Those Unknown Good Samaritans Helped Save My Mother’s Life. Thank You!

Posted: October 8, 2017
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They were just doing what good human beings do, but their help has kept my family intact today, and my deep gratitude for them!

What I am writing about right now, is an incident that’s very close to my heart. It involves people I could never thank, hug or convey my gratitude to. I don’t even know their names and after so many years, definitely don’t remember their faces as well. But, whenever I sit in solitude thinking about life, things I am scared of, things that restored my faith in humanity, that day is what I remember the most.

I was about 5/6 year old at that time. My mother, father and myself, all three of us were going somewhere on a bike. I was sitting in the middle, Pa was driving and Ma was sitting behind me. Suddenly, I felt myself flying. Then a thud and I was sitting on the road.

I looked around and saw our bike in tatters at some distance. I remember panicking because I couldn’t understand what had happened and I couldn’t locate my parents. Then I saw my dad. I remember him sitting on the road, not unconscious, probably a bit dazed. I was then horrified to see my mother thrown to the other side of the road, covered in blood and not moving at all.

What happened after that, I can only recall in bits and pieces. But, a few things are etched in my mind and heart. A lady picking me up and holding me tight in her arms while standing in the middle of the road, blocking the way of the driver of the car that had hit us (a white ambassador) and stopping him from getting away from the scene. I also remember her asking me if I needed some water to which I replied in between sobs that Mummy has told me to drink boiled water only (I was an obedient kid!).

Things after that are a blur. What I recall is sitting at the back of a car on Pa’s lap while Ma was laying down beside us. The white seat covers of the car started soaking in blood and I kept asking my father why Ma was not moving and if she were dead (I was at that stage probably too young to understand the concept of being unconscious). Papa kept answering in negative but I could sense that something was very wrong.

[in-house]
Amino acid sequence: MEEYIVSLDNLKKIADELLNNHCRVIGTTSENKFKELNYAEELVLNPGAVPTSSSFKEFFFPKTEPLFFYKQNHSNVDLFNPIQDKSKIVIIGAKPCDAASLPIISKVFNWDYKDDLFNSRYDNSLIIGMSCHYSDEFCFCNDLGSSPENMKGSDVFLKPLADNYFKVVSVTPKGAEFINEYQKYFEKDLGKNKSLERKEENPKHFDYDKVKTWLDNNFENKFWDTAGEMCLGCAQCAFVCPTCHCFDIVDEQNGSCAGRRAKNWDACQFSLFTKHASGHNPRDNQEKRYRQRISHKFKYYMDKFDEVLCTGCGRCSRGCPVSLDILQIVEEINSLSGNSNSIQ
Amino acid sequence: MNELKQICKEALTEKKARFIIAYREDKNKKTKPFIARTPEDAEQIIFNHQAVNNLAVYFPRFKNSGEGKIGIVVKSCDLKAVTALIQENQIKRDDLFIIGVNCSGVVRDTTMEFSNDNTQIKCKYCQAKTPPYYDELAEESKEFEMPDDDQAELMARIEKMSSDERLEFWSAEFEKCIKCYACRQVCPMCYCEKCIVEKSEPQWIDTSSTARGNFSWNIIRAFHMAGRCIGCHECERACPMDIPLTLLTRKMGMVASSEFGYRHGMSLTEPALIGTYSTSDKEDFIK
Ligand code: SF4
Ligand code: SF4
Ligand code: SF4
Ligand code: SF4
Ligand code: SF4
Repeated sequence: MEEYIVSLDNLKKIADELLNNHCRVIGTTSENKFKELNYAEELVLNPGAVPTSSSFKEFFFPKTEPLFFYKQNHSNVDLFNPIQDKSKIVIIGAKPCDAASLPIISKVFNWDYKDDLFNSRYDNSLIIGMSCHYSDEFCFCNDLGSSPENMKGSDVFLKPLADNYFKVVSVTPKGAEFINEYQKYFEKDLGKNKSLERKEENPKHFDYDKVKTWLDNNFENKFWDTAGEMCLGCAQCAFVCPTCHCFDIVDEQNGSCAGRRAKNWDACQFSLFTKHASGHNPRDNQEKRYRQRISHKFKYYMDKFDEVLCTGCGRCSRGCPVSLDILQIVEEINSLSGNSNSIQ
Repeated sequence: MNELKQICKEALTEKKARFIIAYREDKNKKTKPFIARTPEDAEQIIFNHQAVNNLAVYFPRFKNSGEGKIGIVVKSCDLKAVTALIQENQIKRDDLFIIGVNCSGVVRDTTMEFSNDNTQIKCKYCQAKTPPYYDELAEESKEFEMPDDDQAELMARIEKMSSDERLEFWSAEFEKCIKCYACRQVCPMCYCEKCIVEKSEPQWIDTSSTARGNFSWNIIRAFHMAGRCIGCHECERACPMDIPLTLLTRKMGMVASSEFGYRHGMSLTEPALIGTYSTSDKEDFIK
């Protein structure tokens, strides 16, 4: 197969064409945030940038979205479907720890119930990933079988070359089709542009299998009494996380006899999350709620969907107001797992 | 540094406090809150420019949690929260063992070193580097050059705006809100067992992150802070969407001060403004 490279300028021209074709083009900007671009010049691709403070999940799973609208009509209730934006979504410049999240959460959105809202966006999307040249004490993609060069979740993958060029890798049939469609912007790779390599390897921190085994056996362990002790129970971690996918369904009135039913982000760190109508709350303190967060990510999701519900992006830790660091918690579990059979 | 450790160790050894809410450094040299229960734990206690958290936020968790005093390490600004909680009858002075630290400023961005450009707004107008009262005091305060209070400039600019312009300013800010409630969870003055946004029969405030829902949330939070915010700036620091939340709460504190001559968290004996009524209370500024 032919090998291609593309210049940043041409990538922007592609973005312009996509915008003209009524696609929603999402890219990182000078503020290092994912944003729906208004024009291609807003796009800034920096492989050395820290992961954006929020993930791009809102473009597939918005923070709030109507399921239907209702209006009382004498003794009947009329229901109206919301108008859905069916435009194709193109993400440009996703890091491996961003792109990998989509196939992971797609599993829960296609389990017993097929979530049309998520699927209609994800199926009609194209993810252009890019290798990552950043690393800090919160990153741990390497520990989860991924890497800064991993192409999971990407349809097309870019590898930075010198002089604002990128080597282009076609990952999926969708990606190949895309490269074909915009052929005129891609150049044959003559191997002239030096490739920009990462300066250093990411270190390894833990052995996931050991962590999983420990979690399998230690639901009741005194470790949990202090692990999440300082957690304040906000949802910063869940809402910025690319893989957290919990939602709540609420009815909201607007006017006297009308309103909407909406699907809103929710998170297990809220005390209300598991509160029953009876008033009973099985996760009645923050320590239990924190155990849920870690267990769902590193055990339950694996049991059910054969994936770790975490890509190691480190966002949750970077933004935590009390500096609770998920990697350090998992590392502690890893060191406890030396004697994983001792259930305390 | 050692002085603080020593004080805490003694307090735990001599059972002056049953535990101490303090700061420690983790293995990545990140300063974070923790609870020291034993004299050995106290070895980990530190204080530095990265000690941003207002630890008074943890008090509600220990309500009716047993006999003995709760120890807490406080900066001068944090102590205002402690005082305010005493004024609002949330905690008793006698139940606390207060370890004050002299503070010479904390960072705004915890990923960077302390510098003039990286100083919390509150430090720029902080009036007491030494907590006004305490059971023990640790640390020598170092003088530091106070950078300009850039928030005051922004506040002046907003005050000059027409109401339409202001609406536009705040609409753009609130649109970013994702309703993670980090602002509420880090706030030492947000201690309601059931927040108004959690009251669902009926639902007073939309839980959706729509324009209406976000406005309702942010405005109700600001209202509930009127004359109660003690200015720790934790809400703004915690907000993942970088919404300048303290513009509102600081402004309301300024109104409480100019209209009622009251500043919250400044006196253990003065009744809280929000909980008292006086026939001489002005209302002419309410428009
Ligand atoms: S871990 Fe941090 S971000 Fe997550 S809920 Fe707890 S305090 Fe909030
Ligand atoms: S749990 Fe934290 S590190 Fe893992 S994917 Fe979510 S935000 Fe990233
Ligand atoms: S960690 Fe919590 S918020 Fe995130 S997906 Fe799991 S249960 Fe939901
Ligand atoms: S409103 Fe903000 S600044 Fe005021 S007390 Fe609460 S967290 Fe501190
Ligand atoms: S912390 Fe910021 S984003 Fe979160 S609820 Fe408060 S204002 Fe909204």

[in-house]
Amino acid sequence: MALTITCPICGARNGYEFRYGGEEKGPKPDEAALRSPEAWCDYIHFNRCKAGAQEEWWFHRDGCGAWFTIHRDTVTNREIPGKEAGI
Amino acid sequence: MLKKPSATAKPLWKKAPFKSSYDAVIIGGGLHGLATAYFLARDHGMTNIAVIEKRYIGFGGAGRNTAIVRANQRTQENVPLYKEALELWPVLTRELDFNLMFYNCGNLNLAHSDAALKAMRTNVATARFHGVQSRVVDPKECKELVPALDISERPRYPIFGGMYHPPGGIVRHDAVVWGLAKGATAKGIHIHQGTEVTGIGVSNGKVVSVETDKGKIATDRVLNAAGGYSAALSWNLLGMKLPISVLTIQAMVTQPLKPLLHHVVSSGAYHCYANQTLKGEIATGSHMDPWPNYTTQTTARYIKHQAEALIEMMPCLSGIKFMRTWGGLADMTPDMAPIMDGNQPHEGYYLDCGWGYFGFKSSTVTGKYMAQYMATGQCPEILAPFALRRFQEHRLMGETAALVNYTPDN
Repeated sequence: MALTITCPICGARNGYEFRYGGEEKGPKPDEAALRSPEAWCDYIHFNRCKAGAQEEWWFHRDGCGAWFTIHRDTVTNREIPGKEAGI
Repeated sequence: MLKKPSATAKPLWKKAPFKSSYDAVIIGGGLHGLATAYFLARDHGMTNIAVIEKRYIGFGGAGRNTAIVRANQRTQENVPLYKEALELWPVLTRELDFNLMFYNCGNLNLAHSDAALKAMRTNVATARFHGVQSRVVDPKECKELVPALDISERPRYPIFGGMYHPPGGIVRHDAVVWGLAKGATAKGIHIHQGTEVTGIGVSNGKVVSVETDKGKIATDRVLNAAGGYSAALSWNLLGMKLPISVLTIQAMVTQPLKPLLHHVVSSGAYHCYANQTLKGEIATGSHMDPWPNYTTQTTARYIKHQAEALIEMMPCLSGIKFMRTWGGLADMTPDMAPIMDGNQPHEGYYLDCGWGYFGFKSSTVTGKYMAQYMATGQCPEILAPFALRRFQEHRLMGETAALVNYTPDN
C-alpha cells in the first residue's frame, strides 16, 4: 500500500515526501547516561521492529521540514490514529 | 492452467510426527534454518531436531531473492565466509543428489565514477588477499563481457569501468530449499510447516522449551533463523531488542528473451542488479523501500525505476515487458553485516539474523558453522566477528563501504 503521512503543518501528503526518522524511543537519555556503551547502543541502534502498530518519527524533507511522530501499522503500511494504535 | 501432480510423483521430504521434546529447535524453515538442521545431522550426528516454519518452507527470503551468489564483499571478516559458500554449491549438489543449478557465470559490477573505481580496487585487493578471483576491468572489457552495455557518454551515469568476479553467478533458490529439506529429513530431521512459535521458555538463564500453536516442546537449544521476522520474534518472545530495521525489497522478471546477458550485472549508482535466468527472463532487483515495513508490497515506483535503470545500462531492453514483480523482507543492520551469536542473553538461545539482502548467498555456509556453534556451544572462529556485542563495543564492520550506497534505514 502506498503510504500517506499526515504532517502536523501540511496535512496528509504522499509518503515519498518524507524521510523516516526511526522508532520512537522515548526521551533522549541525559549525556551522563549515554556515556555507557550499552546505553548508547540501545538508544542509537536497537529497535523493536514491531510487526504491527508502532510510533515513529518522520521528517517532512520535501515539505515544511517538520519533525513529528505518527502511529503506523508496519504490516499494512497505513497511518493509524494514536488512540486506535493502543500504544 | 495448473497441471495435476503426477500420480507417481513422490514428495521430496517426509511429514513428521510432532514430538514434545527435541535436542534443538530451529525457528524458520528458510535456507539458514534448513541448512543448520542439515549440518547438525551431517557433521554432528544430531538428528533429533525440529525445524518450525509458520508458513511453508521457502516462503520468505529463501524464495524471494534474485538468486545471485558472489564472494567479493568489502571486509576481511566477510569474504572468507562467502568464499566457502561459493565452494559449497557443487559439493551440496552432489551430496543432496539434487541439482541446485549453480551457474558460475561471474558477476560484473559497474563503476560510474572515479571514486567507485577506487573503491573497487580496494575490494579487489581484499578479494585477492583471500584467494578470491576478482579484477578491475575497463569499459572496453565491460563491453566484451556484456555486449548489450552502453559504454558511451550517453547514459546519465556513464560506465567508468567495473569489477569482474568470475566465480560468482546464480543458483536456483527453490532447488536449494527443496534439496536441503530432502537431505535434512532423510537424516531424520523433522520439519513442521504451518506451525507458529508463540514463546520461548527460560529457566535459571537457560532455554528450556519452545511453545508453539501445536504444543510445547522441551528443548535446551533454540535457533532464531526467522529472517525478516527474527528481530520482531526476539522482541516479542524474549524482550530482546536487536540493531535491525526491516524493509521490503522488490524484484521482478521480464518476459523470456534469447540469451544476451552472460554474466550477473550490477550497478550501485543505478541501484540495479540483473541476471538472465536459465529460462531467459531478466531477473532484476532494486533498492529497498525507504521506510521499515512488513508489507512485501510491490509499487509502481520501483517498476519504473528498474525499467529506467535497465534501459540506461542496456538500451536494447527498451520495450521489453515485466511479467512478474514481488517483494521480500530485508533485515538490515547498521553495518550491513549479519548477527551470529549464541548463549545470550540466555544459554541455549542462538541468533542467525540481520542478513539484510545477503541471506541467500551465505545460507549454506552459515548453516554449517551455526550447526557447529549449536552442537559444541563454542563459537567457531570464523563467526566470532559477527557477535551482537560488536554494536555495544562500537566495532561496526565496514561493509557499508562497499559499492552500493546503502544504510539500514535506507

My father later told me that the first hospital we went to didn’t allow our car to pass through their gates because they didn’t take any accident cases. We had then gone to another hospital where finally Ma was admitted and treated. I also came to know later that the driver of the car who had offered us a lift to the hospital had refused to take any money from Pa even though his back seat covers were completely covered with blood. He didn’t own the vehicle. He was driving it for someone else but he was more humane than the hospital which had turned us out.

More than two decades have gone by since that day. Mumma recovered after being in hospital for about 20 days. I was hardly hurt and just had one or two bruises and Pa was not injured much as well. We often talk about that day and every time we do, we remember the people who selflessly helped us.

If i could, if my family could, we would do anything to thank the lady who made sure that the accident didnt turn into a hit and run case by physically stopping the car that hit us and thank the man who gave us a lift by not bothering about his job, money or the trouble he could be in for helping us that day.

I have always believed that what we become, the kind of person we choose to be, depends a lot on the experiences we have had. This experience of mine taught me the importance of lending a hand to someone when they are in need, going out of the way to make sure someone is not in trouble and to have faith in humanity.

With so many hit and run cases happening almost every day with scores of accident victims left on the roads because no one bothered to help them out and are left to die, the presence of those two people in my life at that moment of need makes me ever grateful and thankful.

I would probably never cross paths with the lady who picked me up that day and took care of me while Pa kind of collected himself. Similarly, I am certain we’d never come across the man who gave us the lift to the hospital. But, I want to in some way or the other make an effort so that they both know I remember them and their kindness. It was their humanity that played a very important role in my life by turning a horrific accident into something that also taught me to be a better human being, making me thankful for their presence.

Since I never would be able to say this to them in person, this is my way of saying Thank You!

Image source: By Artur Andrzej (Own work) [CC0], via Wikimedia Commons, for representational purposes only

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